November 29, 2017, Adrian, Michigan – In our time of ecological crisis, human beings are called to transform the way they view creation and to become more deeply connected to creation, one another, and themselves. This was the urgent message of a panel of speakers from the Center for Earth Ethics, who spoke at Weber Center November 27.
“The Vision: Sustained Well-Being of People and Planet,” was presented by Karenna Gore, Director of the Center for Earth Ethics; Geraldine Ann Patrick Encina, scholar-in-residence; and Mindahi Crescencio Bastida Muñoz, Director of the Center’s Original Caretakers Initiative. The talk was sponsored by the Adrian Dominican Sisters and Siena Heights University.
The Center for Earth Ethics, located at Union Theological Seminary in New York, works toward a vision of “a world where value is measured according to the sustained well-being of all people and our planet.” Its mission is carried out through four programs: Eco-ministry; Environmental Justice and Civic Engagement; Original Caretakers, supporting the learning from Indigenous peoples; and Sustainability and Global Affairs.
Sister Sharon Weber, OP, Vice President of Academic Affairs at Siena Heights University, facilitated the evening. She introduced Sister Anele Heiges, OP, a member of the Center for Earth Ethic’s Board, who invited the panel to speak on the Adrian Dominican campus. Sister Anele noted that the Center was begun in 2015 – a year before the Congregation’s General Chapter, which has called for the Congregation to “sacrifice to mitigate significantly our impact on climate change and ecological degradation.”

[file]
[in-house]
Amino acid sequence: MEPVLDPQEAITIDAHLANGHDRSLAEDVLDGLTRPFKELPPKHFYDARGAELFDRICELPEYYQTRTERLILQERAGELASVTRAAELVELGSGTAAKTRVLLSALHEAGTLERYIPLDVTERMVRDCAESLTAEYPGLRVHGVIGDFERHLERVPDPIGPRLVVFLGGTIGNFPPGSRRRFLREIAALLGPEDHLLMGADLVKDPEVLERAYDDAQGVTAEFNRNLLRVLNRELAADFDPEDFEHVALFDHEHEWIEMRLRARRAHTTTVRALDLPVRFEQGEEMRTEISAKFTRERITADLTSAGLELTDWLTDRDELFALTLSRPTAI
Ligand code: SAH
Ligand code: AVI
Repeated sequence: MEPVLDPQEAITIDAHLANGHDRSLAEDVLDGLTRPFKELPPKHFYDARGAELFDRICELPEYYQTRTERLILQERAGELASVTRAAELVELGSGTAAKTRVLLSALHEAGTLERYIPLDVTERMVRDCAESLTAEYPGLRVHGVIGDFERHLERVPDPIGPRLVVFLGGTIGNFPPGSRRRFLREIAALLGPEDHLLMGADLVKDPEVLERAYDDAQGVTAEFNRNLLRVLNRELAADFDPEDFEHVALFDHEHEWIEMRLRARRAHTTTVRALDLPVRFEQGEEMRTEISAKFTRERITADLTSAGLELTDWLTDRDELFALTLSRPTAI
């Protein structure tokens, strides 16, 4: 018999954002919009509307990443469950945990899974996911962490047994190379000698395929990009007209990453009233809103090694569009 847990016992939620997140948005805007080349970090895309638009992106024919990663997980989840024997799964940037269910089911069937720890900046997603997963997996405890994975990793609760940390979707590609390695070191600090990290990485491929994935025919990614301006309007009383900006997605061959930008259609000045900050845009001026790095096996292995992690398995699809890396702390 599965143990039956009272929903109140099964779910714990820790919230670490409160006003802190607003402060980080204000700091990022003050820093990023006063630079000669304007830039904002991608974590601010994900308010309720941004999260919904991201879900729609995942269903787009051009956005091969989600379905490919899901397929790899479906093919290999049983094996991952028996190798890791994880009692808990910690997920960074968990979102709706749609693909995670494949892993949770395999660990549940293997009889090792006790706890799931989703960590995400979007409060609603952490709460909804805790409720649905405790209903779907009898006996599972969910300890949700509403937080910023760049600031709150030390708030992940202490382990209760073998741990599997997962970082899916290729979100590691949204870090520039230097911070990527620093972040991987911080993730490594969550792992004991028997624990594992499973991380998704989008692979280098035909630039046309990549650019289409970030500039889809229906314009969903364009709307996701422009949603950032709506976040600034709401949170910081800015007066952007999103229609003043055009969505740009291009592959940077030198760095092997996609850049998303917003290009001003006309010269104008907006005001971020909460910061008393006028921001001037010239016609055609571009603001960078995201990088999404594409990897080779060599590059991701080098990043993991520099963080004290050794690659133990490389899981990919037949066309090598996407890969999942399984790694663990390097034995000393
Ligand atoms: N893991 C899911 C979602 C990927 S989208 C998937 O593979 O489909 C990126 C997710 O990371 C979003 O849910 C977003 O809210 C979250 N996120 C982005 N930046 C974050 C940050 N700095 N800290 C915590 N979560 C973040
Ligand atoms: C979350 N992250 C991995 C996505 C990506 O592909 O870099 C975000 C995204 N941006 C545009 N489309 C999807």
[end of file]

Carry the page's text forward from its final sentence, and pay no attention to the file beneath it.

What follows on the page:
“We’re kind of beginning together to carry forward on what we said,” Sister Anele said. “The question that we’re all asking is, ‘Can we come to understand true systemic change and can we renew the original thinking of Earth and universe to get to a whole new way of being?’ We have to get there.”
Karenna picked up on that theme in her talk. She spoke of “moments in history where humanity faces moral crises, and there are prophetic voices and … people willing to put their whole lives on the line to listen to the call to what is moral and right. We at Union now feel that we’re in such a time.”
Many Americans are coming to a “greater realization” of how to protect the planet, while at the same time, Karenna said, “we are on a trajectory of deregulating pollution, of going in the opposite direction.” She noted that the United States is the only nation not signed onto the 2015 Paris Accord, which calls the nations to work to keep their carbon emissions low.
She praised science for the advancement it has brought to fighting disease and revealing the mysteries of the world, while also questioning the frequent separation of science from the spiritual component of life. This is especially ironic, Karenna said, since the loudest voices against climate change are “indigenous spiritual leaders and Western scientists.” Both groups often work against the current environmental degradation “from the same reverent observation, in some cases, of what is in the natural law.”